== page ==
Look at this great, minimalistic cover! It’s so perfect. Well, maybe the person should’ve been a threep (robot).
Hilketa is a frenetic and violent pastime where players attack each other with swords and hammers. The main goal of the game: obtain your opponent’s head and carry it through the goalposts. With flesh and bone bodies, a sport like this would be impossible. But all the players are “threeps,” robot-like bodies controlled by people with Haden’s Syndrome, so anything goes. No one gets hurt, but the brutality is real and the crowds love it.
Until a star athlete drops dead on the playing field.
Is it an accident or murder? FBI Agents and Haden-related crime investigators, Chris Shane and Leslie Vann, are called in to uncover the truth―and in doing so travel to the darker side of the fast-growing sport of Hilketa, where fortunes are made or lost, and where players and owners do whatever it takes to win, on and off the field.
Rating out of five:
I was drawn in by the interesting plot, especially as it’s techonological development to combat illness. What I got was an fbi agent Shane discovering bodies, getting into accidents, Shane and his partner Vann trying to connect it all together and find the motives. In the middle it seems very messy, and not in a good way.
Everything is happening around the two fbi agents, mostly not caused by their actions. They are two pieces in a game where I have barely been introduced to the world, let alone who or what could be behind the murders. I can’t bring myself to care when someone dies that early on, even if it’s to kickstart the need for Shane’s investigation in this story. For the Hilketa player I was almost half into the book before I felt bad for him, with some details on how much pain he must’ve been in.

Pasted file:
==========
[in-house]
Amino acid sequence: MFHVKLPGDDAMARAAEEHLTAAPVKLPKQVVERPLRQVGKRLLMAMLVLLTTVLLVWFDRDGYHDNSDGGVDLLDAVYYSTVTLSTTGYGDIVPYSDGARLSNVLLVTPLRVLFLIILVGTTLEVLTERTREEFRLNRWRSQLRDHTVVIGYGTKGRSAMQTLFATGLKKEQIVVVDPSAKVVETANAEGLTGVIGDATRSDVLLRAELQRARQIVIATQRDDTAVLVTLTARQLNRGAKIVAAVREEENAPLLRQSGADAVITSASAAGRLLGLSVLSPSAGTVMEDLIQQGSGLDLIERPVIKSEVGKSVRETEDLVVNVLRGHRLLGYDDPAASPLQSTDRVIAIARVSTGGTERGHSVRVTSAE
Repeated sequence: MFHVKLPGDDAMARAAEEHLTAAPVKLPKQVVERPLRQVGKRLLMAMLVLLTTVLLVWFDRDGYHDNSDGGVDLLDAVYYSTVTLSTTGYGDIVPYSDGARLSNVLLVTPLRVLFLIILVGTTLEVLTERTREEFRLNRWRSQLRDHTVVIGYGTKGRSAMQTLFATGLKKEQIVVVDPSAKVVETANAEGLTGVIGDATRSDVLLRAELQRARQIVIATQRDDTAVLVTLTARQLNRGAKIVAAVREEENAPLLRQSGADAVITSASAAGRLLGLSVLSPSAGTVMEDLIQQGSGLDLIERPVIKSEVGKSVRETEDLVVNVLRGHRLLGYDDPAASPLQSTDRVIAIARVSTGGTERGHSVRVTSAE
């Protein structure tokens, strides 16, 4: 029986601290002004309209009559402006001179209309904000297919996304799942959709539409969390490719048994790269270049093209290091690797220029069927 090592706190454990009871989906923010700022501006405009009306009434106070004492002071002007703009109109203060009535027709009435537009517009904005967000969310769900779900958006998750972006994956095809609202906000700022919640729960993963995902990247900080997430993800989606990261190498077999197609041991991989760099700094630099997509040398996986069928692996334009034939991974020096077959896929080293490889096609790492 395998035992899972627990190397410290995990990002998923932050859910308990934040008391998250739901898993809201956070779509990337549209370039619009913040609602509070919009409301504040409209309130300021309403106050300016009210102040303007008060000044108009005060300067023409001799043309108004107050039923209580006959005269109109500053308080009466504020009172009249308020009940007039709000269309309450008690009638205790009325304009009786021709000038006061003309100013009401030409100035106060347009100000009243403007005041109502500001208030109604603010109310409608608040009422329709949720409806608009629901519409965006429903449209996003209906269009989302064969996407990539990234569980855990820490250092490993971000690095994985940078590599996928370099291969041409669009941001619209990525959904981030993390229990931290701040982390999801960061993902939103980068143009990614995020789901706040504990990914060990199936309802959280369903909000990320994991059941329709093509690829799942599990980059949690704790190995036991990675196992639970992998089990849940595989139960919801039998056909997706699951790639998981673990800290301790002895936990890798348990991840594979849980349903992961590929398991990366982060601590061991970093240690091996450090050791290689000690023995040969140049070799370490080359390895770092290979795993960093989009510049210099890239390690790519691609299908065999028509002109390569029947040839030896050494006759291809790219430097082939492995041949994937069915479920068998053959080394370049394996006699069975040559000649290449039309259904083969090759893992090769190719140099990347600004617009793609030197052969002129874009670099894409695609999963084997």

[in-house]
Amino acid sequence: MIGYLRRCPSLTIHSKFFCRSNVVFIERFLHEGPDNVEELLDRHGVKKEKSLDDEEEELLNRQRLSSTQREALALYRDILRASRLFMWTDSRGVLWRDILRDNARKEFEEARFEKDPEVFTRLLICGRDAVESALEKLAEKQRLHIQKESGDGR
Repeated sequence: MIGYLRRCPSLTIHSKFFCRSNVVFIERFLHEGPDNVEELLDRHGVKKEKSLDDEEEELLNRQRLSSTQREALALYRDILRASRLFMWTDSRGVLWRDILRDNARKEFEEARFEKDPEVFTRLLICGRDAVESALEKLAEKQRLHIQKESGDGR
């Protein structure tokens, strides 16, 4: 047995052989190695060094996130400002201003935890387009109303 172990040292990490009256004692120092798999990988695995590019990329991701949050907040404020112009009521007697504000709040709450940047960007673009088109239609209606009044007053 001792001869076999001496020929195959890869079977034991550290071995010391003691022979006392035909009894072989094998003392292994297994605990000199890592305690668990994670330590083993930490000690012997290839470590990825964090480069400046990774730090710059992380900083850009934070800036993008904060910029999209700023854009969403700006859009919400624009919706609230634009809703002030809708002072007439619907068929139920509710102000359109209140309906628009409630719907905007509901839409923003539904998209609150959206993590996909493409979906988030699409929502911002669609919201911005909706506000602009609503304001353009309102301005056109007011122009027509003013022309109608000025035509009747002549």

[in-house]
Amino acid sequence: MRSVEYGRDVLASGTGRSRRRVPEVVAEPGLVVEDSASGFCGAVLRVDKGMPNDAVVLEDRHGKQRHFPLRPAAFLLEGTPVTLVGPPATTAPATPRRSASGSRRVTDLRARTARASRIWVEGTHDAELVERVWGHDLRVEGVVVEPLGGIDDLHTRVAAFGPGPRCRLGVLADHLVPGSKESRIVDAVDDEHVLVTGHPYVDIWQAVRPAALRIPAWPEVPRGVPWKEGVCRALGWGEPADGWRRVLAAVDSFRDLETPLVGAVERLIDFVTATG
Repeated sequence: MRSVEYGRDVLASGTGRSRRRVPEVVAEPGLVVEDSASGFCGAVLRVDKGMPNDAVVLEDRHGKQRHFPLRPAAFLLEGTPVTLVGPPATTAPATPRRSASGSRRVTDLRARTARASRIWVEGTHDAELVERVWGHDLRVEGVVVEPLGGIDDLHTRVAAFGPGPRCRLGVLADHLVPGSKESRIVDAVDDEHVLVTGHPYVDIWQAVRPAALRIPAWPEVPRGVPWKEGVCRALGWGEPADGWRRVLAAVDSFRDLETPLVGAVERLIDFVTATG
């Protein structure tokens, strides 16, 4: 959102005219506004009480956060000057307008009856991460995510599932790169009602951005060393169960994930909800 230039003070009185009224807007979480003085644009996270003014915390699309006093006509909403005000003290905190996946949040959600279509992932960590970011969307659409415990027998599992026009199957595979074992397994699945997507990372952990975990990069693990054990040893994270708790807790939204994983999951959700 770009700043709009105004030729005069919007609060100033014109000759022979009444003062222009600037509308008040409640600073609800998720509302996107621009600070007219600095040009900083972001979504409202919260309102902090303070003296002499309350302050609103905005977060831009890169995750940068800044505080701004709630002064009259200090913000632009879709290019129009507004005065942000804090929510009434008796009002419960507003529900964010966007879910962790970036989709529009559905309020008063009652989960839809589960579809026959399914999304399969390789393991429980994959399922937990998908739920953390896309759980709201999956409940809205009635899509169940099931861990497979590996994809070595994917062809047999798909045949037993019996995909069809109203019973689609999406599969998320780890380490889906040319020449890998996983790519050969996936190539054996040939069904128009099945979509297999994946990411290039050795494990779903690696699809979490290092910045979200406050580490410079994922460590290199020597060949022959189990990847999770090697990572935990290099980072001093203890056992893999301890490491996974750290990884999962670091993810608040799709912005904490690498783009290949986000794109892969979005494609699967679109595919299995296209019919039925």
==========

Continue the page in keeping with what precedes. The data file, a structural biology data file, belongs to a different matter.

I think this would work very well as a tv series, where you get to see the threeps and Hilketa game from the start. For the most part I think so because you can watch and judge the other people in the story, try to find the murderer yourself, where here you don’t really get details on characters. The book included things like how Shane’s treated differently because he’s a Haden, both at work and in private, what being an Haden means and some of how the sport Hilketa works. But it’s a lot of information that needs to go out just for the reader to understand what the fbi agents are doing. For example that statistics in Hilketa is displayed in this one public way, and changing that can be illegal because here is the information it gives on players, so it’s a lead. Trying to do that without information dumps (which I think was well done!), along with introducing characters connected to it, and that there’s more than one murder. It’s a lot and while I found it surprisingly easy to follow, it made the investigation, and such the story, slower and less focused on characters.
This is the standalone follow-up to a book called Lock In, which I haven’t read. I would’ve like to know more about how the locked in syndrome and Haden people started out, with the development of the threeps. I looked it up and it seems like the short book Unlocked contains all the backstory, so I would like to read that too. It’s free here, and while the writing or plot doesn’t give you insight in Head On, if you’re interested it seems to be a smart 60-pages read before the other books.
I would recommend this book to people who are excited about the concept, but be aware that it’s a mix of sci-fi and fbi murder investigation. The feeling this book gave me: excitement about the sci-fi aspects with the robots and medical technology, but strange annoyance at the murder investigation.
Thank you to Tor Books for receiving a copy of this book through NetGalley in exchange for an honest review.